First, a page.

This Will Not Pass: Trump, Biden, and the Battle for America's Future by Jonathan Martin and Alexander Burns:
The one thing McCarthy was clear about—even as he wrestled with impeachment, censure, resignation, and more—was that the country needed to know the truth of what happened on January 6. And the way to make sure that happened, he believed, was through a bipartisan commission.
“We need to have all the facts, especially for all of us,” he told a gathering of House Republicans several days after the attack. “And we should do it in a bipartisan manner.”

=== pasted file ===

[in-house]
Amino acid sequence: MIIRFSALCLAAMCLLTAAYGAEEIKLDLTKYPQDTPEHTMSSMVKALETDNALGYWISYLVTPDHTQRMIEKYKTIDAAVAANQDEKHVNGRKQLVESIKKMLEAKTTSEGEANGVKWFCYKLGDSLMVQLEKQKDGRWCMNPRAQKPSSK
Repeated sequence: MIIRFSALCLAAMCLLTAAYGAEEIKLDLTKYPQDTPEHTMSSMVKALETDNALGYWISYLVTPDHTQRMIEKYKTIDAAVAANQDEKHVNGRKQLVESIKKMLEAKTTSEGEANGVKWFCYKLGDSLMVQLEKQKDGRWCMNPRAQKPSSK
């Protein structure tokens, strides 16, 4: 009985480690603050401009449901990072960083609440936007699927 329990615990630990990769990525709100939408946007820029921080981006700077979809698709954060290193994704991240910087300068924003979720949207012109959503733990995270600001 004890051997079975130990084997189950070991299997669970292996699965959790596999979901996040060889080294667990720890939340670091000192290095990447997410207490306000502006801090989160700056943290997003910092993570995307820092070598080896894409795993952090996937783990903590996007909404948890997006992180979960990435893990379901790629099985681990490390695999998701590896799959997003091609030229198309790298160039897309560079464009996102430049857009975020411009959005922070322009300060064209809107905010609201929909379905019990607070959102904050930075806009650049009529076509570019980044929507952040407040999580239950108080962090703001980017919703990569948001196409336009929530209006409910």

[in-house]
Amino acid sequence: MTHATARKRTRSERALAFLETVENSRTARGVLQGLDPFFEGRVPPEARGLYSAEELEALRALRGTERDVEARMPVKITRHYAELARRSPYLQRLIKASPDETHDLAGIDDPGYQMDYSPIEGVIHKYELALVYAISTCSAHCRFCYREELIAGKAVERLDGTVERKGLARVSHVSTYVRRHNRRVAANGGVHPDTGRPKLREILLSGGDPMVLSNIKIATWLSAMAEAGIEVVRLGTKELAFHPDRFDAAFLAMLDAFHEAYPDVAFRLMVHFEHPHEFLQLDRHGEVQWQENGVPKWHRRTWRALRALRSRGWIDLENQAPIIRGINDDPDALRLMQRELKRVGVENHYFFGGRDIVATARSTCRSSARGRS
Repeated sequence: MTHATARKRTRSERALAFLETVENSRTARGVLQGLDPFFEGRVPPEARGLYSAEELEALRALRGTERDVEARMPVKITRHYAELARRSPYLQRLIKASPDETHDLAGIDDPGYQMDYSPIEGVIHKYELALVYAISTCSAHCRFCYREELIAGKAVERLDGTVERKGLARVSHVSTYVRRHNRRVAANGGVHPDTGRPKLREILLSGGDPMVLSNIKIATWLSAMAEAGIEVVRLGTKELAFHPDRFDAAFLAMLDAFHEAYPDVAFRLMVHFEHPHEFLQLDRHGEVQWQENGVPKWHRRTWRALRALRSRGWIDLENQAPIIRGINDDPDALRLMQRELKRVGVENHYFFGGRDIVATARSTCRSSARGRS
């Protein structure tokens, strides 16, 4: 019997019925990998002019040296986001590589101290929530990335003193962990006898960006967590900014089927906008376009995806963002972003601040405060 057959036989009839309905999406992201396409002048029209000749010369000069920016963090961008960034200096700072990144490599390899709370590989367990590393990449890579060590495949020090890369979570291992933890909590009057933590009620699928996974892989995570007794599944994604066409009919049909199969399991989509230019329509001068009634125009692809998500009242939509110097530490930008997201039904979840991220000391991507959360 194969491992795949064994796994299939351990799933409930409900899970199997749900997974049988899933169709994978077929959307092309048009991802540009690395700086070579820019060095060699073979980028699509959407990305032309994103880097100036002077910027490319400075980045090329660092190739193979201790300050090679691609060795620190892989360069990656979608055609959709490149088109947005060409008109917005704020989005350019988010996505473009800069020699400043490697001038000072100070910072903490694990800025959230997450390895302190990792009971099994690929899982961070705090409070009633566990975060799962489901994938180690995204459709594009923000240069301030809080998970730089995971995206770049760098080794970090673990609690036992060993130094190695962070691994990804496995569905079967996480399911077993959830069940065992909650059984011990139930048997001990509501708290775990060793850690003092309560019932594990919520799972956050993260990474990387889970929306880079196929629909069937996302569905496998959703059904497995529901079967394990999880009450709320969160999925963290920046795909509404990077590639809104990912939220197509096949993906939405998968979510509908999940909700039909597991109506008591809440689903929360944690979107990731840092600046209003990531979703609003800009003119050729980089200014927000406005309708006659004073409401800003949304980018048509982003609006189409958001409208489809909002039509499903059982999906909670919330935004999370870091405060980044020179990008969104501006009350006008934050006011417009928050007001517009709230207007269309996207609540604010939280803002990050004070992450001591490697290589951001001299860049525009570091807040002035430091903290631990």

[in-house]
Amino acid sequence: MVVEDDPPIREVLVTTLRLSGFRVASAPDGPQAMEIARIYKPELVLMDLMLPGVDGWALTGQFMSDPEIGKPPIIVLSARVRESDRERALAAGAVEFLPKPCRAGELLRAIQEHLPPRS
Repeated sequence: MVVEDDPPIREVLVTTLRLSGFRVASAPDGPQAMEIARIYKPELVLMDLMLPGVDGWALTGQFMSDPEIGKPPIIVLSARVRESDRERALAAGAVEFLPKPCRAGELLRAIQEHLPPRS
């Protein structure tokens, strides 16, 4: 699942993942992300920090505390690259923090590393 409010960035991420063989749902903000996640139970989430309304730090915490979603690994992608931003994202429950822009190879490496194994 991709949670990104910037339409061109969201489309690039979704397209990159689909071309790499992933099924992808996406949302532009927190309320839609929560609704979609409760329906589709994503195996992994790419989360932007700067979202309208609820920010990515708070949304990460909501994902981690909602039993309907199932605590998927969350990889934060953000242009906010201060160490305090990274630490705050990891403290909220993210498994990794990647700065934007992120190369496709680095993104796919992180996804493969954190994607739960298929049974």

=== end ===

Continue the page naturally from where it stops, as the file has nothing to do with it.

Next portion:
Before the end of the month, McCarthy’s appetitie for punishing Trump would disappear completely. He would be photographed on January 28 posing happily beside the ousted president at Mar-a-Lago. By the spring, McCarthy’s interest in a bipartisan inquiry would vanish, too. At Trump’s encouragement, McCarthy and his leadership team whipped votes against legislation to enact the very idea he had proposed in the wake of the attack on the Capitol.
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